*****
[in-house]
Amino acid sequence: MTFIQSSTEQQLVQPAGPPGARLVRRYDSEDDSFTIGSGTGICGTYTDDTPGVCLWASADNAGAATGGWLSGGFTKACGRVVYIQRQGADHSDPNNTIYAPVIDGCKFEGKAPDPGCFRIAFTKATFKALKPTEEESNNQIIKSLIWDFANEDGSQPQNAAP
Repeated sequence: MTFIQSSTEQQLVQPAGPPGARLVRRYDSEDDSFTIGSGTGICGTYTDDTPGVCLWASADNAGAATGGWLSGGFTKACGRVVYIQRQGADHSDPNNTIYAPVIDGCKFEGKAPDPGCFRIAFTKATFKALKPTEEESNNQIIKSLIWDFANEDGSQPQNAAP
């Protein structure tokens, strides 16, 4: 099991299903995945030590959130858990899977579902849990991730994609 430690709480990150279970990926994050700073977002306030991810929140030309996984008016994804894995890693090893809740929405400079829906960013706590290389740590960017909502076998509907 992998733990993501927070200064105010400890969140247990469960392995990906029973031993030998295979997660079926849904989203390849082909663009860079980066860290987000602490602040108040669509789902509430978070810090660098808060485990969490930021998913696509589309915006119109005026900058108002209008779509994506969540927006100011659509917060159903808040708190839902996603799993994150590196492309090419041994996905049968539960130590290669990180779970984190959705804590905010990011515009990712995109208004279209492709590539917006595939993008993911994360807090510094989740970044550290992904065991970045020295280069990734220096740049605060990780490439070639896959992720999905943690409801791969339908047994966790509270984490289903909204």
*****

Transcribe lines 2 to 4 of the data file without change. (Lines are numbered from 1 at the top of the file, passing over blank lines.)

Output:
Amino acid sequence: MTFIQSSTEQQLVQPAGPPGARLVRRYDSEDDSFTIGSGTGICGTYTDDTPGVCLWASADNAGAATGGWLSGGFTKACGRVVYIQRQGADHSDPNNTIYAPVIDGCKFEGKAPDPGCFRIAFTKATFKALKPTEEESNNQIIKSLIWDFANEDGSQPQNAAP
Repeated sequence: MTFIQSSTEQQLVQPAGPPGARLVRRYDSEDDSFTIGSGTGICGTYTDDTPGVCLWASADNAGAATGGWLSGGFTKACGRVVYIQRQGADHSDPNNTIYAPVIDGCKFEGKAPDPGCFRIAFTKATFKALKPTEEESNNQIIKSLIWDFANEDGSQPQNAAP
């Protein structure tokens, strides 16, 4: 099991299903995945030590959130858990899977579902849990991730994609 430690709480990150279970990926994050700073977002306030991810929140030309996984008016994804894995890693090893809740929405400079829906960013706590290389740590960017909502076998509907 992998733990993501927070200064105010400890969140247990469960392995990906029973031993030998295979997660079926849904989203390849082909663009860079980066860290987000602490602040108040669509789902509430978070810090660098808060485990969490930021998913696509589309915006119109005026900058108002209008779509994506969540927006100011659509917060159903808040708190839902996603799993994150590196492309090419041994996905049968539960130590290669990180779970984190959705804590905010990011515009990712995109208004279209492709590539917006595939993008993911994360807090510094989740970044550290992904065991970045020295280069990734220096740049605060990780490439070639896959992720999905943690409801791969339908047994966790509270984490289903909204």